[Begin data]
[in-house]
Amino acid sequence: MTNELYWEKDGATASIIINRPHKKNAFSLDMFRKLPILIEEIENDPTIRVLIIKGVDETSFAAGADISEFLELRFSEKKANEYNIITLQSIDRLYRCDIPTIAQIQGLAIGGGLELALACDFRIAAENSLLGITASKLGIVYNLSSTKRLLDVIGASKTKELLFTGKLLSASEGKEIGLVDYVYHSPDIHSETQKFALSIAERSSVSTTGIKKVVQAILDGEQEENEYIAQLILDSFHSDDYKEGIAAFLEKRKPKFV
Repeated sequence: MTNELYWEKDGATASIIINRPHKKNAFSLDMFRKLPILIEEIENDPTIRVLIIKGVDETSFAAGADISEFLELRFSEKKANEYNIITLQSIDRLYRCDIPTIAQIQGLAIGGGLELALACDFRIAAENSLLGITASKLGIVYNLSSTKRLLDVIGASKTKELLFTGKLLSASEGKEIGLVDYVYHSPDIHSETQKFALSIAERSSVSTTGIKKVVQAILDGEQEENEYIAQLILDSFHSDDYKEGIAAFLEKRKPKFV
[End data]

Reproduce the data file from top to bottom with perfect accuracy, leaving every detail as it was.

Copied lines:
[in-house]
Amino acid sequence: MTNELYWEKDGATASIIINRPHKKNAFSLDMFRKLPILIEEIENDPTIRVLIIKGVDETSFAAGADISEFLELRFSEKKANEYNIITLQSIDRLYRCDIPTIAQIQGLAIGGGLELALACDFRIAAENSLLGITASKLGIVYNLSSTKRLLDVIGASKTKELLFTGKLLSASEGKEIGLVDYVYHSPDIHSETQKFALSIAERSSVSTTGIKKVVQAILDGEQEENEYIAQLILDSFHSDDYKEGIAAFLEKRKPKFV
Repeated sequence: MTNELYWEKDGATASIIINRPHKKNAFSLDMFRKLPILIEEIENDPTIRVLIIKGVDETSFAAGADISEFLELRFSEKKANEYNIITLQSIDRLYRCDIPTIAQIQGLAIGGGLELALACDFRIAAENSLLGITASKLGIVYNLSSTKRLLDVIGASKTKELLFTGKLLSASEGKEIGLVDYVYHSPDIHSETQKFALSIAERSSVSTTGIKKVVQAILDGEQEENEYIAQLILDSFHSDDYKEGIAAFLEKRKPKFV